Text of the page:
January 20, 2019
Eric Brace, Peter Cooper & Thomm Jutz – Riverland
The gifts of the Mississippi are the historical and geographical attributes that surround it. These include inequality, cotton, deprivation, heat, a lazy pace, roots music and a mighty ribbon of water that broadens as it descends the USA to become little short of a country within a country.
Here we have three gifted musicians who’ve taken their wonderment to produce a remarkable album. They write stories about war, floods, workers, segregation, bootleggers and the simple towering majesty of the river. The range of the themes and people who ‘speak’ these stories are beautifully crafted and diverse in their perspectives. Add some acoustic folk/roots music delivered with harmony, humour and memorable melodies and we may have an album that stands out from the current crop of releases.
Eric Brace, Peter Cooper and Thomm Jutz collaborate on yet another album and pen 13 out of the 14 songs. All three are accomplished musicians with a considerable catalogue of music between them. Brace and Cooper, two former journalists, have worked together for many years and been Grammy nominated. Jutz has had a career that includes playing in the bands of Nanci Griffith and Mary Gauthier.
“River City” tells us about the boats that work the channel and its men who tumble off at various ports for an evening’s entertainment before returning to carry on their journey. The song carries a heavy heart at the life of being continually in transit with all the leaving that this entails. The three voices, whether as a lead or in the chorus, work so well together often harmonising to give a depth and emotion to the lyrics.
The working river saw changes as sail gave way to steam. Inevitably some trades fell into disuse. “King of the Keelboat Men” has that Springsteen bitter undercurrent of proud and strong men being made obsolete; their talents discarded. “Drowned & Washed Away” revisits the vicissitudes and upheaval of the devastating 1927 flood. “Down Along The River” is a song about the role the river played in the 1860s’ Civil War.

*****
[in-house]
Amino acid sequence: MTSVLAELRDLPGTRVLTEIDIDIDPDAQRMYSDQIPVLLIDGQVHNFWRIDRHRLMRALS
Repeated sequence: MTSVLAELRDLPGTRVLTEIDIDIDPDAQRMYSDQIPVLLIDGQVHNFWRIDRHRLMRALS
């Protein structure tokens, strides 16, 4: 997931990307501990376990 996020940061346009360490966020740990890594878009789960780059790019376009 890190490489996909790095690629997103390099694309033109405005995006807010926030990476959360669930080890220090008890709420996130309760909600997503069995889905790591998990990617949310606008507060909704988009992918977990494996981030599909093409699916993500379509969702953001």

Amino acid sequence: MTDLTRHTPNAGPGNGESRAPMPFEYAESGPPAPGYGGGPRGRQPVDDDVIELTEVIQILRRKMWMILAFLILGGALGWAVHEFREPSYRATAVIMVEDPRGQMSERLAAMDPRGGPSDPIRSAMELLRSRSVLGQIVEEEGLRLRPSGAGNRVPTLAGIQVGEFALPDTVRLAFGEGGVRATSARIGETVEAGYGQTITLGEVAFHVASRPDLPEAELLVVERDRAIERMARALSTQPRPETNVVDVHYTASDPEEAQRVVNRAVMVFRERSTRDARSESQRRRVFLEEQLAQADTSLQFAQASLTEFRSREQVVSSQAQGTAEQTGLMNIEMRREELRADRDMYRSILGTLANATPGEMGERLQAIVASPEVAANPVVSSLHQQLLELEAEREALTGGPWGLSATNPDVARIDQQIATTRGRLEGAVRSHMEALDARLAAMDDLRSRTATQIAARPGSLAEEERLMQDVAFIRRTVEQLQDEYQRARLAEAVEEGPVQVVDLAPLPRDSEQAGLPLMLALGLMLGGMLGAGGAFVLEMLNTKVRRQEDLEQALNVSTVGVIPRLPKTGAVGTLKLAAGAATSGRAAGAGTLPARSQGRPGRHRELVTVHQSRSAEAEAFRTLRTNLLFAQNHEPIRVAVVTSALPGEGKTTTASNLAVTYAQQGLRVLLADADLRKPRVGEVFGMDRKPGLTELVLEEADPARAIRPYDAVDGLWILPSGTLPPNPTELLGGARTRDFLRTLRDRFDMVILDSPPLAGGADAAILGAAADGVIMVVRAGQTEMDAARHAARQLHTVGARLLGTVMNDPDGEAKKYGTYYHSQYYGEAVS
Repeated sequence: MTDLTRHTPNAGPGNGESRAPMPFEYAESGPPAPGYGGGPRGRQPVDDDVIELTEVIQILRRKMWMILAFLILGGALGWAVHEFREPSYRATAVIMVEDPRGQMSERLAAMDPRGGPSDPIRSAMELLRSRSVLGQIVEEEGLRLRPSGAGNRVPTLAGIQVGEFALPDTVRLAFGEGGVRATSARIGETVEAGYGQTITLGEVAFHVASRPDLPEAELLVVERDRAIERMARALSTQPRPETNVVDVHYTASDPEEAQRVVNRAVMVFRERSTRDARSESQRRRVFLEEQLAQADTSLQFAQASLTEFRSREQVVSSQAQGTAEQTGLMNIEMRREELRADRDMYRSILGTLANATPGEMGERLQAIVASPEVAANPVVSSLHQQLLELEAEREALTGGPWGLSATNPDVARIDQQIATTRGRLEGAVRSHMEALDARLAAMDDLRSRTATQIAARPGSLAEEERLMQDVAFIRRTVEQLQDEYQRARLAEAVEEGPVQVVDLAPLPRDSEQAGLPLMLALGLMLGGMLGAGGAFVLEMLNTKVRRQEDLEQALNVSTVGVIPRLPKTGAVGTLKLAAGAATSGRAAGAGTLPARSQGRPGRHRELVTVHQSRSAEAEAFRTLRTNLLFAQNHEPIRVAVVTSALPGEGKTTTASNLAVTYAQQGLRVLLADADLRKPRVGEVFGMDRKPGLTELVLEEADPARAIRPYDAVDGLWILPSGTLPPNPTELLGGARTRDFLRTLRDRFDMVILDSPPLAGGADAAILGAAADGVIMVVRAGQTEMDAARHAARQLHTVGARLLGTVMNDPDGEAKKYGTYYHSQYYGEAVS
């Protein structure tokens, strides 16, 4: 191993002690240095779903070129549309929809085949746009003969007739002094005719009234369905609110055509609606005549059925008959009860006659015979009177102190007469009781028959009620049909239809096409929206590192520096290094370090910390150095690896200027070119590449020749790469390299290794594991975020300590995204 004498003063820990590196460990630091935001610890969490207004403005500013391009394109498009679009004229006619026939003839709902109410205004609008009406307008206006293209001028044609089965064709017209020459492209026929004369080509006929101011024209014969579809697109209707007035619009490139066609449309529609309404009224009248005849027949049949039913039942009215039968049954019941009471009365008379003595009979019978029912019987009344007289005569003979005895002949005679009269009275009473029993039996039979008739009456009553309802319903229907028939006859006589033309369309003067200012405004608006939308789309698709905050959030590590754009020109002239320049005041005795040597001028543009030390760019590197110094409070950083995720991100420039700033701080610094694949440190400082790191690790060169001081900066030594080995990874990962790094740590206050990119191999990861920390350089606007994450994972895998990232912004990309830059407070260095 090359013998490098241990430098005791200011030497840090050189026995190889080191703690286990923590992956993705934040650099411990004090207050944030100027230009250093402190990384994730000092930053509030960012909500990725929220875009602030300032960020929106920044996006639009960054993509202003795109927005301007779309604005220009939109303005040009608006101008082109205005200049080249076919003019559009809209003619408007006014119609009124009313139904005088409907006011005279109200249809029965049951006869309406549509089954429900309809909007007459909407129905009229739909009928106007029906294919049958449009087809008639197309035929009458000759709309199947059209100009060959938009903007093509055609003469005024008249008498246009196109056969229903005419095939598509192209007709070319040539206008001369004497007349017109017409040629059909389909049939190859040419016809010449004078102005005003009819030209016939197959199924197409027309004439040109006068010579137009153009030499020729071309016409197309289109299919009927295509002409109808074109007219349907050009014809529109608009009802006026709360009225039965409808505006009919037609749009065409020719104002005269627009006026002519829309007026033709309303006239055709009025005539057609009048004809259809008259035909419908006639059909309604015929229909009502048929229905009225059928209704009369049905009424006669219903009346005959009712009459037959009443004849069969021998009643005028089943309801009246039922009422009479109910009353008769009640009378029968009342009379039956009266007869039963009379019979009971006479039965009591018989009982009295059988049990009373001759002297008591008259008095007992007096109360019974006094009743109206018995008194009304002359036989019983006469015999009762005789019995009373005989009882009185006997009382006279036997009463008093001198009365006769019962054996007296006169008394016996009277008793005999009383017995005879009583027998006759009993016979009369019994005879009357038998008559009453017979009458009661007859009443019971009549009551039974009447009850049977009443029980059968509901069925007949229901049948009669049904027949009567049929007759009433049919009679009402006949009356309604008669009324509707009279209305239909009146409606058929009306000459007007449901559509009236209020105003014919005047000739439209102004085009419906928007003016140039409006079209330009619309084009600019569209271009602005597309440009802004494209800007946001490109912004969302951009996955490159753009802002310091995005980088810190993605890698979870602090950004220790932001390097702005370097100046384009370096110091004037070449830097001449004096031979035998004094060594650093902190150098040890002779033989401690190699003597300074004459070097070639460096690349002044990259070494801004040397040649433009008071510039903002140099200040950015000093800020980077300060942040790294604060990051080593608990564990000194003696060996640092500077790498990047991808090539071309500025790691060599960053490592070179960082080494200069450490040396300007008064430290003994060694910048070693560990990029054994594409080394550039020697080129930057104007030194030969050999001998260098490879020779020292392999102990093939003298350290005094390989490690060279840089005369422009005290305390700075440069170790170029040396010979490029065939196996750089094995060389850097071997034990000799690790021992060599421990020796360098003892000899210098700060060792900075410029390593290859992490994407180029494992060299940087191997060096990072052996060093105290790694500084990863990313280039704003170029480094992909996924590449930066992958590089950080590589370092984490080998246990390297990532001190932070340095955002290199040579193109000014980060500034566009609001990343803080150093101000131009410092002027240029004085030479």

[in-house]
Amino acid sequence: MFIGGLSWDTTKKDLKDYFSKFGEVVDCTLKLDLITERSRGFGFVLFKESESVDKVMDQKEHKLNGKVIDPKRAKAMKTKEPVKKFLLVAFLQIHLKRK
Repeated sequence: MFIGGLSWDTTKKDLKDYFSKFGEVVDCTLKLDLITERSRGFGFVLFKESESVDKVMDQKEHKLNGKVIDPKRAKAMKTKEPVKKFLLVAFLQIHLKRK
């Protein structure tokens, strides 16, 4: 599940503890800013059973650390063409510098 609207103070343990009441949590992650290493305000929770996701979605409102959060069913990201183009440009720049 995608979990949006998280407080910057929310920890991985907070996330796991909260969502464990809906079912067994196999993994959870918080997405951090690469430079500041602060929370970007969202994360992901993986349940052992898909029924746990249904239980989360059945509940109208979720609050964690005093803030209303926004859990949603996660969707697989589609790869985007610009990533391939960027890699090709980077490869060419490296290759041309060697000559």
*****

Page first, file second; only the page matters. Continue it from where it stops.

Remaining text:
Recent history is about segregation. “Mississippi Magic” touches on a landmark that was key in the nascent civil rights movement. With a heartfelt conversational narrated start we see the unfolding conflagration of 1962 with conflict between white and black over an African American’s entrance to the the University of Mississippi. Never preachy and told from the perspective of a surprised onlooker this captures the era.
Acoustic albums are often beautifully played (as the absence of electricity seems to provide nowhere to hide). Whether it’s Jutz’s flatpicking or the plucking of a banjo we have accompaniment that compliments but never intrudes and creates space for those voices to enthral. Welcome to 2019, we’re setting the bar high.
This is a tremendous album but the concept appealed to me after my 2015 bike ride down the USA:
I trundled through the Deep South leaving Memphis on Highway 61 and picking up the signs on the Blues Trail and absorbed the culture and geography. Landmarks were numerous from Bessie Smith’s place of death to B B King’s museum in Indianola and a night of being bitten by bed bugs. I only came across cotton once as I cycled into Clarksdale. Apparently it’s too thirsty compared to soya and probably not as lucrative. Other myths are that black folk still play the blues. Sadly not really, it seems a white person’s pursuit nowadays. All the black folk were helpful and kind (Including the inmates from the local penitentiary who wanted a light for their cigarette as they painted the car park at the field where I camped). Time on the Natchez Parkway will always live with me as will Natchez as I camped beside the river on a site with a huge RV looming over my one man tent. The next day I crossed the Mississippi three times before getting into Louisiana. The worst road surfaces in the USA welcomed me along with torrential rain as I approach New Orleans. The rain on a crossing across the Mississippi by ferry was so horrific that the operator invited me to sit inside for another trip until the weather passed! So I ‘did’ this part of the world and feel a little smug that i lived and pedalled miles absorbing all it had to offer and not just writing beautiful songs from a misty yet romantic notion.